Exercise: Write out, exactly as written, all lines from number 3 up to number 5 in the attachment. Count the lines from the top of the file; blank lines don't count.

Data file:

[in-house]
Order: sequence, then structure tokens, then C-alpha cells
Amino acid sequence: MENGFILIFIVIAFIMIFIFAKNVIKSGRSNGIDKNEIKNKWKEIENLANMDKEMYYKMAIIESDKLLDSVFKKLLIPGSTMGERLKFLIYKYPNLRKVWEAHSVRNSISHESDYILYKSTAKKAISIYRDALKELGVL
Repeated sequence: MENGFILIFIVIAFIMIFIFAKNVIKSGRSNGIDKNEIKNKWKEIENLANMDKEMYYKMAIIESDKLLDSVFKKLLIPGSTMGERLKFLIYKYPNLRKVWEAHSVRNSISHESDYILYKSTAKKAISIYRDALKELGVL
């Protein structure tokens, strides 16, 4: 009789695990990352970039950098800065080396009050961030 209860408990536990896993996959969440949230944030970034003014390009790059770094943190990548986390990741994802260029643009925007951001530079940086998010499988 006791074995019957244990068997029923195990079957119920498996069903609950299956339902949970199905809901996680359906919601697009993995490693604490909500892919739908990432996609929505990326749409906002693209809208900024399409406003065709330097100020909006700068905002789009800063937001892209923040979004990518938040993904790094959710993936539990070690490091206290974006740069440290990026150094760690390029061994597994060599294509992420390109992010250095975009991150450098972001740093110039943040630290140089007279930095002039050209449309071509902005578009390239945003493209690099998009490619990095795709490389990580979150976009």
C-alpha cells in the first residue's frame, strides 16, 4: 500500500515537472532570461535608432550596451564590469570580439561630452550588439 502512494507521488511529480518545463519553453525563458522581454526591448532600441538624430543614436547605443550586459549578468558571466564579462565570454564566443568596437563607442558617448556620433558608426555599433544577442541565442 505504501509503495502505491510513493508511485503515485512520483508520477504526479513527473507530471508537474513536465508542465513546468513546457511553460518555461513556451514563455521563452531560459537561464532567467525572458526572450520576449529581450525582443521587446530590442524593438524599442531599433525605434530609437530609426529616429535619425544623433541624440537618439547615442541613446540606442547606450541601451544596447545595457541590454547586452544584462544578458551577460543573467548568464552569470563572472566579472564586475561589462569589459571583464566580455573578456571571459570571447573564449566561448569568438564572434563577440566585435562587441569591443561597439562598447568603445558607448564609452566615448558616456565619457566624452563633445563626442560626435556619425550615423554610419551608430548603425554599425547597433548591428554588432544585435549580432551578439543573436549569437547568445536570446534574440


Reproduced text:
Amino acid sequence: MENGFILIFIVIAFIMIFIFAKNVIKSGRSNGIDKNEIKNKWKEIENLANMDKEMYYKMAIIESDKLLDSVFKKLLIPGSTMGERLKFLIYKYPNLRKVWEAHSVRNSISHESDYILYKSTAKKAISIYRDALKELGVL
Repeated sequence: MENGFILIFIVIAFIMIFIFAKNVIKSGRSNGIDKNEIKNKWKEIENLANMDKEMYYKMAIIESDKLLDSVFKKLLIPGSTMGERLKFLIYKYPNLRKVWEAHSVRNSISHESDYILYKSTAKKAISIYRDALKELGVL
């Protein structure tokens, strides 16, 4: 009789695990990352970039950098800065080396009050961030 209860408990536990896993996959969440949230944030970034003014390009790059770094943190990548986390990741994802260029643009925007951001530079940086998010499988 006791074995019957244990068997029923195990079957119920498996069903609950299956339902949970199905809901996680359906919601697009993995490693604490909500892919739908990432996609929505990326749409906002693209809208900024399409406003065709330097100020909006700068905002789009800063937001892209923040979004990518938040993904790094959710993936539990070690490091206290974006740069440290990026150094760690390029061994597994060599294509992420390109992010250095975009991150450098972001740093110039943040630290140089007279930095002039050209449309071509902005578009390239945003493209690099998009490619990095795709490389990580979150976009």